The principle infertility treatment includes lifestyle changes. The first-line drug treatment to induce ovulation consists of CC with timed intercourse. The second-line treatment consists of the exogenous administration of gonadotropins or laparoscopic ovarian surgery in cases where laparoscopy is indicated. The third-line treatment consists of IVF/ICSI, which is indicated when the previous interventions fail; this treatment can also be the first choice in cases of bilateral tubal occlusion or semen alterations that impair the occurrence of natural pregnancy. There is no evidence for the routine use of metformin in infertility treatment of anovulatory women with PCOS. Aromatase inhibitors are promising, and long-term studies are necessary to prove their safety.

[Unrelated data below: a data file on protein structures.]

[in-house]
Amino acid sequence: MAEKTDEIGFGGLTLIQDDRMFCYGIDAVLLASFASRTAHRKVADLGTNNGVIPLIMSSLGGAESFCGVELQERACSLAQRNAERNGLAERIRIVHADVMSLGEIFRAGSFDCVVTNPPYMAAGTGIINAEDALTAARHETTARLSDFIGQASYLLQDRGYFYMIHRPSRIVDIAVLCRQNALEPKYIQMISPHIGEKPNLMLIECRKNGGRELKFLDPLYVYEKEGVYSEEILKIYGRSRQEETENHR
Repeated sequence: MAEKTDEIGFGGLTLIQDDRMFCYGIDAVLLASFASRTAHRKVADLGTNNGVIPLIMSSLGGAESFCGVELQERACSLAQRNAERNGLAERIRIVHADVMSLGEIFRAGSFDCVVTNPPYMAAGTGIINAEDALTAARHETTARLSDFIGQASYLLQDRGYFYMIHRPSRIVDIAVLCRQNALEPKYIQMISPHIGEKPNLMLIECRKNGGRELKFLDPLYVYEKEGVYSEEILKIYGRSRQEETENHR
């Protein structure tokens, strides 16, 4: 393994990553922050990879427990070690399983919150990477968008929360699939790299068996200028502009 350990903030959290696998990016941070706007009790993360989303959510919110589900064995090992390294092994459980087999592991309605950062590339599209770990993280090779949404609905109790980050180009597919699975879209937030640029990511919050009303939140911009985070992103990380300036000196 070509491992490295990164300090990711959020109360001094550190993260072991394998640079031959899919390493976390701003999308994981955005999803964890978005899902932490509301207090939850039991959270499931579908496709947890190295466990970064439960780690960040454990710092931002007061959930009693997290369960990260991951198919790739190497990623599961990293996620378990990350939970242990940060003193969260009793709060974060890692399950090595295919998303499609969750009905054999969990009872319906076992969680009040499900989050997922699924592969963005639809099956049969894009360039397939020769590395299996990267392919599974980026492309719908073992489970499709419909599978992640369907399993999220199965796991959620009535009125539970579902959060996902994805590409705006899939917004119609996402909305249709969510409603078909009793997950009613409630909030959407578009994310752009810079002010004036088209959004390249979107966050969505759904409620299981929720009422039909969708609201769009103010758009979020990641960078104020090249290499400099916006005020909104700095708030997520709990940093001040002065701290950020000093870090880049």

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Received: June 15, 2015; Revised: July 8, 2015; Accepted: August 25, 2015

Melo AS reviewed the literature and wrote the manuscript. Navarro PA coordinated the study and conducted a systematic review of the manuscript. Ferriani RA conducted a systematic review of the manuscript and reviewed the literature.

* Corresponding author: E-mail:pnavarro@fmrp.usp.br

No potential conflict of interest was reported.